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Friday, July 09, 2010

TECHNOLOGY OPTION SUPPRESSED BY POLITICS


veteran Soviet physicist Viktor Mikhailov knows just how to fix BP's oil leak in the Gulf of Mexico.

"A nuclear explosion over the leak," he says nonchalantly puffing a cigarette as he sits in a conference room at the Institute of Strategic Stability, where he is a director. "I don't know what BP is waiting for, they are wasting their time. Only about 10 kilotons of nuclear explosion capacity and the problem is solved."...

Ordinarily he's an opponent of nuclear blasts, but he says an underwater explosion in the Gulf of Mexico would not be harmful and could cost no more than $10 million. That compares with the $2.35 billion BP has paid out in cleanup and compensation costs so far. "This option is worth the money," he says.

And it's not just Soviet boffins. Milo Nordyke, one of the masterminds behind U.S. research into peaceful nuclear energy in the 1960s and '70s says a nuclear explosion is a logical last-resort solution for BP and the government. Matthew Simmons, a former energy adviser to U.S. President George W. Bush and the founder of energy investment-banking firm Simmons & Company International, is another calling for the nuclear option...

Nordyke says fears that radiation could escape after the explosion are unfounded. The hole would be about 8 inches in diameter and, despite the shockwave, the radiation should remain captured. Even in the case of radiation escape, he says, its dispersed effect would be less than that of floating oil patches

I don't personally know whether this is the optimum response or overdoing it. What I do know is that society being as averse to anything new & anything nuclear there is no chance it will get allowed even if it is. Refusing to look at the options is worse than choosing the 2nd best. It is yet another way in which our society is shying away from any sort of progress.

We know that the claim that radiation at low levels, is dangerous is simply a complete lie which its proponents have been unable to produce any evidence whatsoever to support. In fact at low levels the hormesis theory, that it is beneficial has a large amount of evidence supporting it.

It was different once, before the eco-fascists were given a veto on any actions.
Washington had big plans to use peaceful nuclear explosions to build an additional Panama Canal, carve a path for an inter-state highway through mountains in the Mojave Desert and connect underwater aquifers in Arizona. But the experimental plans were dropped as authorities learned more about the ecological dangers of surface explosions.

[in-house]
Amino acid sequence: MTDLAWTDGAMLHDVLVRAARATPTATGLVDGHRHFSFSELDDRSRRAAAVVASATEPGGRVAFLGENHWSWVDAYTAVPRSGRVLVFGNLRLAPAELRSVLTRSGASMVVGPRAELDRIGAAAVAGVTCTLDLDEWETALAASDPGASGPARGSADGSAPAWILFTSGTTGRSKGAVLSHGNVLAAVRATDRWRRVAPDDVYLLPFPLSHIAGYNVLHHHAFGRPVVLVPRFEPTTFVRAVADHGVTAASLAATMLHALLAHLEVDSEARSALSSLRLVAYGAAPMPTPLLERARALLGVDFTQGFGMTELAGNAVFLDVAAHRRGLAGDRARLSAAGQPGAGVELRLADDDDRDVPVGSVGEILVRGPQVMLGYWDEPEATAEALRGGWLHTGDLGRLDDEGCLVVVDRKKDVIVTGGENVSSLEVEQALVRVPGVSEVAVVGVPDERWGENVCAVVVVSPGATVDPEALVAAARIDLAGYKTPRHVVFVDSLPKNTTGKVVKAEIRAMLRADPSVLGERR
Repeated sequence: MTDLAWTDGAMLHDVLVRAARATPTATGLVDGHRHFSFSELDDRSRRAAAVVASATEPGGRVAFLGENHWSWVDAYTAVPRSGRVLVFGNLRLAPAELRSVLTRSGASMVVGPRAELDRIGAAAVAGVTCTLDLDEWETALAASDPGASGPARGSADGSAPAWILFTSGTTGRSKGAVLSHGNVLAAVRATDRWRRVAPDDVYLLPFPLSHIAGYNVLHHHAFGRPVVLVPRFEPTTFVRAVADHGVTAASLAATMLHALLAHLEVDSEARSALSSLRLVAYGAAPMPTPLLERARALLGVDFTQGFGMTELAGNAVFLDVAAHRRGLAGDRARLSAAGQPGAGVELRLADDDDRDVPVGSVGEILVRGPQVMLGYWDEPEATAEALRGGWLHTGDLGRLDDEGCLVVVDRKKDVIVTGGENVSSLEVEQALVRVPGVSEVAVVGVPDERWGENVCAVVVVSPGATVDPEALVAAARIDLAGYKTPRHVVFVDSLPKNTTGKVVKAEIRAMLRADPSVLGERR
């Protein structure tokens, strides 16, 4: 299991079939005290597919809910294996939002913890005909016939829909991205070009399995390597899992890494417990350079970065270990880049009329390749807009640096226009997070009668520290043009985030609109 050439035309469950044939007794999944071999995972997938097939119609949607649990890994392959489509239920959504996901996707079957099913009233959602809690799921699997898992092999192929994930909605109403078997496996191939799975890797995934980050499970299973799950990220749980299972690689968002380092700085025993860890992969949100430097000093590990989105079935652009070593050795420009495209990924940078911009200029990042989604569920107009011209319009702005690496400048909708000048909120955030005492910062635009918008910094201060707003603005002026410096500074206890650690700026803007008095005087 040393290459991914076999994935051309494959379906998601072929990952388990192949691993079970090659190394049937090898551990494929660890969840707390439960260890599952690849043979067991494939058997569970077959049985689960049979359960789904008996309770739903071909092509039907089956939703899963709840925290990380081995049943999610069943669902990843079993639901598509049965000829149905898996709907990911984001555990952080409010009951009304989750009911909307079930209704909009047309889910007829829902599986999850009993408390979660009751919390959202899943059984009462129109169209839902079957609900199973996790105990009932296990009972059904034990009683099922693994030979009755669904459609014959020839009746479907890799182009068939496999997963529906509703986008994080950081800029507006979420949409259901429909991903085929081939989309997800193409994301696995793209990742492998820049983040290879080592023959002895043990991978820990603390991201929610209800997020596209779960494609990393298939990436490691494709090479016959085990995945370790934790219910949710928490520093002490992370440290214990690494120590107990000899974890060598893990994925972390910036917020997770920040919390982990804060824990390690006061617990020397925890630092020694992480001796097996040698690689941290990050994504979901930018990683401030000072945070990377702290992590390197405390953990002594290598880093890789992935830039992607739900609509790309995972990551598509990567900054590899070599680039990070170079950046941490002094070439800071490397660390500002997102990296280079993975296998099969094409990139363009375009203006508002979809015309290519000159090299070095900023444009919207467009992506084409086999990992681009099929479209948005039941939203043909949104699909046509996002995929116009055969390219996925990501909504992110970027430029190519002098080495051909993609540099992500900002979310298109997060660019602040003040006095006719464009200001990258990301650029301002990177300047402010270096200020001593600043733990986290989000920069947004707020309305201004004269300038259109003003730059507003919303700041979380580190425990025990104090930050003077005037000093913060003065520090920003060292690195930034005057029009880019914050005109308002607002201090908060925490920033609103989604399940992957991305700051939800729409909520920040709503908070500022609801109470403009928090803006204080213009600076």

The Soviet program, known as Nuclear Explosions for the National Economy, was launched in 1958. The project saw 124 nuclear explosions for such tasks as digging canals and reservoirs, creating underground storage caverns for natural gas and toxic waste, exploiting oil and gas deposits and sealing gas leaks. It was finally mothballed by Mikhail Gorbachev in 1989.

The Soviets first used a nuclear blast to seal a gas leak in 1966. Urtabulak, one of its prized gas-fields in Uzbekistan, had caught fire and raged for three years. Desperate to save the cherished reserves, Yefim Slavsky, then Minister of Light Industry, ordered nuclear engineers to use the most powerful weapon in their arsenal.

"The Minister said, 'Do it. Put it out. Explode it,'"
Of course the eco-fascists have their spokesmen too
Vladimir Chuprov from Greenpeace's Moscow office is even more insistent that BP not heed the advice of the veteran Soviet physicists. Chuprov disputes the veterans' accounts of the peaceful explosions and says several of the gas leaks reappeared later. "What was praised as a success and a breakthrough by the Soviet Union is in essence a lie," he says. "I would recommend that the international community not listen to the Russians. Especially those of them that offer crazy ideas. Russians are keen on offering things, especially insane things."

I doubt if Greenpeace's Russian division is funded from Russia. The irony of hiring a Russian spokesman, who is guaranteed so much more coverage in the western media than any indigenous Russian activist would get, to say not to trust Russians is obviously lost on them

The world is built on crazy ideas that worked.

PS Jerry Pournelle has also noted this.

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Comments:
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